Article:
They collected about 43,000 scans from almost 15,000 people that had been amassed by the National Lung Screening Trial (NLST), a study run by the US National Cancer Institute. Of those, 638 people did not have cancer at the time of the initial scan, but were diagnosed within one year, with the cancer confirmed by biopsy4. “Our main goal was to try and predict whether someone ends up with lung cancer a year from when they got screened, or two years in some cases,” says Shravya Shetty, a software engineer at Google in San Francisco, California.
In people with only one scan available, the AI outperformed all of the six radiologists who also examined the CT scans to assess risk of lung cancer. The AI reduced the number of false positives by 11% and false negative by 5%. When there were two scans, the radiologists did about as well as the computer. Researchers hope that more accurate screening will lead to more effective treatment. “Ultimately what we want is patients to get their cancers caught earlier,” says Daniel Tse, a medical doctor at Google Health who led the project.
The Google model is still very new, Tse says, and AI systems under development have a way to go before reaching widespread clinical use. “It does show great promise,” he says, “but we’re going to be doing further studies to see how the models interact in larger scales of data, new environments, things like that.” The goal, he says, is to blend computer technology with the knowledge and skills of doctors, “and hopefully produce even better results than any one of the two could produce on its own”.
Honing the tools
More training data and improved algorithms should increase the systems’ accuracy. Medical data sets, even those that contain thousands of data points, are much smaller than the huge databases of online photos in which AI had its first big successes in image recognition. The FocalNet project, for example, had images from only 417 people to train on. But in these cases, scientists don’t start from scratch. They use techniques and algorithms developed by other machine-learning researchers to jump-start their own models. They can also use AI to develop synthetic data sets — similar to the way in which some self-driving-car algorithms trained using data from video games such as Grand Theft Auto, rather than from the real world.
Medical AI systems also need to be validated against populations other than the ones they were trained on; a system that seems to work on tests from one medical centre or on a particular population might fail when it’s applied to a different group of people. The MIT team tested its model, which had been trained using data from a predominantly white population, to see if it worked equally well for black women — it did. It might be, Yala says, that the visible markers of breast cancer don’t differ much between ethnic groups, but the only way to know that is to check. The team is testing its model, developed using data it collected in Boston, on populations from Detroit, Taiwan and Europe, and hope to do the same with data from Latin America. “We view it as our scientific responsibility to make sure that it works for everybody,” Yala says.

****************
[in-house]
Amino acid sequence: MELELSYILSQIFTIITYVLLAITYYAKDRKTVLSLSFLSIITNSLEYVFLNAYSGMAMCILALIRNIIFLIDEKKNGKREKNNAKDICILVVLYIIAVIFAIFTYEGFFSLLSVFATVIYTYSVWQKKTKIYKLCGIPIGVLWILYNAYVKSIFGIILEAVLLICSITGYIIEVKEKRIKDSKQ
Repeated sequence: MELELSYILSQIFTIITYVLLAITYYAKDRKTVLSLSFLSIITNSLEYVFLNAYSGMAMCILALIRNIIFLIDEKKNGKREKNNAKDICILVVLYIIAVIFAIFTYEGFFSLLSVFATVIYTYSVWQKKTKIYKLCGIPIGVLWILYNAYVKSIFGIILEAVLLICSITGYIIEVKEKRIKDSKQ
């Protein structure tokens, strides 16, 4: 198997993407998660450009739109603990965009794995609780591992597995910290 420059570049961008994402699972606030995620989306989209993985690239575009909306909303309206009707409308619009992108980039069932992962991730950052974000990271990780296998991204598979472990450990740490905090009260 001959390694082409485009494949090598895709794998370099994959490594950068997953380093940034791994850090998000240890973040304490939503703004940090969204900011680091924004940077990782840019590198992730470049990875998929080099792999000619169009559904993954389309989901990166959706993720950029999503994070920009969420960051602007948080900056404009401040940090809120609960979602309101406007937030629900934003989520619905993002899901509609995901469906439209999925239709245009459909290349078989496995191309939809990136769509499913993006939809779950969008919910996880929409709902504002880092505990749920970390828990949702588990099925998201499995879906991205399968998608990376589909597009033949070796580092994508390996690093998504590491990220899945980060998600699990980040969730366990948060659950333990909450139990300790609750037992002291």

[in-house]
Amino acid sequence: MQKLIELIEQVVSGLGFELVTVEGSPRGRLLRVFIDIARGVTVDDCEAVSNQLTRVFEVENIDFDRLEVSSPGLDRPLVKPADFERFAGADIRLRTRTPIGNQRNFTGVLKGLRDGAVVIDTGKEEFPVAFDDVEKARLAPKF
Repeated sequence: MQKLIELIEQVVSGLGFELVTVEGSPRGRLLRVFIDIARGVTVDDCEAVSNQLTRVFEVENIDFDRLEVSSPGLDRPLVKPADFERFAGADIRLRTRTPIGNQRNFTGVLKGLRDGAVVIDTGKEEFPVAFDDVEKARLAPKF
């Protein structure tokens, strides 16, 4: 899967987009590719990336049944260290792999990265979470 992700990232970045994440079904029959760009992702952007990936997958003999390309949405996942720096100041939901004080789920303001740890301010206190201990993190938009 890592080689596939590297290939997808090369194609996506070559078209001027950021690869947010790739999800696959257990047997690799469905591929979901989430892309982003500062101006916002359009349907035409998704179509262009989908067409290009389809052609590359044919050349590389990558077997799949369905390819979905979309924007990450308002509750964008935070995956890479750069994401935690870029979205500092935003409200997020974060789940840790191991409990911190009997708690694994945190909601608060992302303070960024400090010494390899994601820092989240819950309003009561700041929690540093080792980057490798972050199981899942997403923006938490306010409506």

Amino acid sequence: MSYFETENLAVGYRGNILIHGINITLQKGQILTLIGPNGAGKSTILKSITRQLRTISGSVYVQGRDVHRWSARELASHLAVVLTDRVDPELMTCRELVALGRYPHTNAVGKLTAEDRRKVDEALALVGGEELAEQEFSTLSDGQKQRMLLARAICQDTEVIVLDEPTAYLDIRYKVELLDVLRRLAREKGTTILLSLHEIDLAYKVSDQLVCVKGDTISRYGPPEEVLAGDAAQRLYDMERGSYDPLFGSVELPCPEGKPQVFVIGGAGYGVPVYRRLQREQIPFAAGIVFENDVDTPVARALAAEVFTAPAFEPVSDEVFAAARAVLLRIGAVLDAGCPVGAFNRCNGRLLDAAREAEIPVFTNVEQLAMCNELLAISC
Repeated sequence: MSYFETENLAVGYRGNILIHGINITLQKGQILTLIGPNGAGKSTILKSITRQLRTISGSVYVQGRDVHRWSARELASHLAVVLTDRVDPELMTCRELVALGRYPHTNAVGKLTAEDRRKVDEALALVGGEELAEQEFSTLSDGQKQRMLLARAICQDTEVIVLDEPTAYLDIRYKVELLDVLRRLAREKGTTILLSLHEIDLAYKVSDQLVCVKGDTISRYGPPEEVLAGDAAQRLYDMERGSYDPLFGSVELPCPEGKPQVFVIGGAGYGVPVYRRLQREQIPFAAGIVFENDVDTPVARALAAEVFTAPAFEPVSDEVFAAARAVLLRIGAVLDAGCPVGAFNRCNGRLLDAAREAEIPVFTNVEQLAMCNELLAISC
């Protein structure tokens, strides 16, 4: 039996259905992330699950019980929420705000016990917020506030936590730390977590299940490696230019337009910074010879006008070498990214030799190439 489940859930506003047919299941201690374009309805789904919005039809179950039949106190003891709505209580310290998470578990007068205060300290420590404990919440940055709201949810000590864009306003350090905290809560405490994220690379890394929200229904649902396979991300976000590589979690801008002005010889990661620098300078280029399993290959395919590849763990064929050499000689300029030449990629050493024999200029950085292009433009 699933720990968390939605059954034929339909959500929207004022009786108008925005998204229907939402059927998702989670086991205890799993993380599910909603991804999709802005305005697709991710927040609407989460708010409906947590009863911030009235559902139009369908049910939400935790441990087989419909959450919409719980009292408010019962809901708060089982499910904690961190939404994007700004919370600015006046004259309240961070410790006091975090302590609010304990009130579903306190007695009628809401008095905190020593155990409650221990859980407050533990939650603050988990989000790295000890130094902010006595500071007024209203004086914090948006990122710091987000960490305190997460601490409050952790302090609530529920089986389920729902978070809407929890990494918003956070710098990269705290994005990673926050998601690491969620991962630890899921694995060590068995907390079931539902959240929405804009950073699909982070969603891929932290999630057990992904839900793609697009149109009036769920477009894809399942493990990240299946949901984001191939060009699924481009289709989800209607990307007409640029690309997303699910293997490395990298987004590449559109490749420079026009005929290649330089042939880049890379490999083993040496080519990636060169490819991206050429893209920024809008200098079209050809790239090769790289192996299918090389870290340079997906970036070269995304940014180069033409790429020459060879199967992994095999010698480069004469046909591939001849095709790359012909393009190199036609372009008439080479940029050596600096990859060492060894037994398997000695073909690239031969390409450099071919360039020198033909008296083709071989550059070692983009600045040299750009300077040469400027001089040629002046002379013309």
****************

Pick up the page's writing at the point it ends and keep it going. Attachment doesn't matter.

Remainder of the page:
Diversity isn’t the only question to be explored. The approaches should work for other types of cancer as well. The Heidelberg researchers hope to publish a study this year on methylation profiling for sarcomas — cancers that develop in bones and soft tissues, which von Deimling says have a diagnostic error rate of 20% or higher. The researchers hope to move on from there to carcinomas, which develop in epithelial cells around organs and in the skin. Barzilay’s group is investigating whether its system will work on pancreatic cancer; although there’s no regular screening programme for pancreatic cancer, scans taken for other purposes might contain useful data. And Tse says his group is looking at using AI to tell whether a skin lesion is cancerous.
None of the researchers expects AI to replace physicians, radiologists or pathologists. But with an ageing population, increased availability of diagnostic tests and growing emphasis on precision medicine, machine learning could help them to do their jobs by identifying the high-risk cases they should focus on and helping them to make decisions about uncertain diagnoses. Von Deimling doesn’t imagine a computer will provide all the answers in medicine. “I would not leave diagnostics entirely to the classifier,” he says. “This is not replacing a pathologist. It’s just a tremendously powerful tool which should be in the hands of a pathologist.”